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With summer fast approaching, many studios are gearing up for end-of-year recitals. An important aspect of a successful piano recital is observance of proper recital etiquette. Below are the top ten rules that audience members must observe when attending a recital.

The audience:

(1) Be on time or a little early. When audience members arrive on time, it provides the best opportunity for the performance to start on time. Arriving a few minutes early will also give you time to get on a schedule and sit down. In fact, those who arrive early generally get the best option when it comes to seating.

(2) Limit perfumes or colognes. While perfumes, colognes and scented body lotions smell good, at a recital / concert it is NOT considered appropriate to use strong smelling scents. Many people have allergies to perfumes. Therefore, out of respect for other members of the audience, it is considered proper etiquette to limit or refrain from applying scented items to your body or clothing.

(3) Sit quietly and listen to the performances.. The role of the audience is to provide adequate support and encouragement to the performer and to enjoy the performance. As such, audience members are expected to follow a few basic rules:

* Do not speak, whisper loudly or hum during a performance. Also, noisy candy wrappers or cough drops should be avoided. This can be very distracting to the interpreter and can (especially in young students) cause problems in interpreting. It is also quite distracting to audience members.

* Remain seated during the performance (without wiggling or walking), and only leave between pieces if absolutely necessary.

* No gum. Knocking and chewing noises can be distracting to other audience members. And, gum dropped at a concert venue can create a “sticky” mess. Instead, it is best to use (silent) breath mints.

* Whistling, shouting or other loud congratulatory methods should not be used, especially before the performance. If a performer is focused and ready to play, but is distracted by “cat screams” and “screams”, this can really disrupt their performance. While boisterous congratulations are meant to show support for the artist, they can actually cause unwanted problems. The best way to show appreciation for acting is with thunderous applause and an occasional “bravo” at the end of an especially good performance.

(4) Go to the bathroom BEFORE HAND. If it is absolutely necessary to leave the room during the recital, it should be done silently and between pieces and not in the middle of a piece.

(5) No flash photography. If photographs or videos are allowed at the recital, it is best to stand in the back and be as discreet or noisy as possible. And the cameras must have the flash off. Random and / or unexpected flashes from cameras (along with clicking noises) can really distract the artist.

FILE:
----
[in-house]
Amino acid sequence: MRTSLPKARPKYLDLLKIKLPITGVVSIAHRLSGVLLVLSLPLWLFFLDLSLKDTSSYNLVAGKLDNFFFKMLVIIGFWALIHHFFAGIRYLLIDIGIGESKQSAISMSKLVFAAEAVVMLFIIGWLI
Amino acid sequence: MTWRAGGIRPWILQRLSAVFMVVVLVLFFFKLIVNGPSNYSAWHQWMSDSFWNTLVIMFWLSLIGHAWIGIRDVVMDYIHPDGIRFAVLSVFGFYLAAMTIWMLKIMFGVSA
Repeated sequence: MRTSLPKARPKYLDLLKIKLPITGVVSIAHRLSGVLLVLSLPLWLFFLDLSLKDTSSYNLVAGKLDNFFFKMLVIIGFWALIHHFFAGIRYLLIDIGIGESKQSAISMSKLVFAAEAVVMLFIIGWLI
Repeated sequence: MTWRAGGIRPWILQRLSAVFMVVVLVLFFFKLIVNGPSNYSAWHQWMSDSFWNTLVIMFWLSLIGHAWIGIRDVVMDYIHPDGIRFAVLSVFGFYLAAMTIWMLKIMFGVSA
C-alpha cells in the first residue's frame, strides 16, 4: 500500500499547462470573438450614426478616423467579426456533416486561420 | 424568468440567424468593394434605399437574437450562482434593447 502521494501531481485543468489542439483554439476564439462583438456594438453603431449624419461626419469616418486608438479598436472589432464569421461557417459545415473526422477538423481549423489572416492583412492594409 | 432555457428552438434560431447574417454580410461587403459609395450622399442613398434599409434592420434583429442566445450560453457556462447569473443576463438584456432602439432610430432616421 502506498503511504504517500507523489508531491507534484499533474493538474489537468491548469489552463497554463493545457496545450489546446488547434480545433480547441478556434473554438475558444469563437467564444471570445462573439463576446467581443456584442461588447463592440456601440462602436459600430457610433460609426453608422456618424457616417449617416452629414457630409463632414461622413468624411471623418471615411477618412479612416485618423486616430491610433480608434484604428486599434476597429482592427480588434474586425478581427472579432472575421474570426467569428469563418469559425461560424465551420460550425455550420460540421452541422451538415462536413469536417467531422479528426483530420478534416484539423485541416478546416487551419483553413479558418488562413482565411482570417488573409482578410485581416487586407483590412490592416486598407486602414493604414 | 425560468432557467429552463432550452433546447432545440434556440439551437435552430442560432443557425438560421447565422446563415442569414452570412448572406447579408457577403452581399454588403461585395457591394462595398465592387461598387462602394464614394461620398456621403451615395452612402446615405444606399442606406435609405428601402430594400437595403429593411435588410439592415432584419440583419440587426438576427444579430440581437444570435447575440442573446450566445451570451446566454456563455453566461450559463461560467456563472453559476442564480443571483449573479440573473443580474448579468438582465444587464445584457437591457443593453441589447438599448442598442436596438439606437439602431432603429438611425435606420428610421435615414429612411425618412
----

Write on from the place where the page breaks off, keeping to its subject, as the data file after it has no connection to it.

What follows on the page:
(6) Turn off your cell phone or other electronic devices. It is quite obvious that the ringing and beeping of the phone is very distracting to the performer and the audience alike. Text messages and conversations need to be saved for after the recital is over.

(7) Wait for the whole recital. Leaving early is not considered proper etiquette. All the artists have worked hard to prepare for the event and they all deserve the same respect and courtesy (that is, a full recital hall).

(8) Clap appropriately. In addition to providing applause for congratulations, it is also important to remember to clap only at appropriate times. For example, a multi-move piece should only receive applause when all the moves have been executed. Also, in piano recitals it is NOT considered appropriate to clap after an especially brilliant passage has been played. Instead, applause is reserved for after the performance ends (or when the artist first enters the stage).

(9) Dress appropriately. Unless otherwise stated in the invitation, the general rule of thumb about recital attraction is that it is clean, has no holes or tears, and is more elegant than a tank top or casual T-shirt or other overly casual clothing (such as short denim skirts or shorts). ). A good practice is to dress as if you were going to church or to an interview.

(10) The most important thing of all is to enjoy the music.. Creating an environment that allows all members of the audience to hear the performances without hindrance will result in an enjoyable and valuable experience for everyone involved. After all, music is fun! It must be enjoyed.

There are many benefits to learning, teaching, and applying proper recital etiquette. Recital etiquette is an important social skill that audience members should know and practice.

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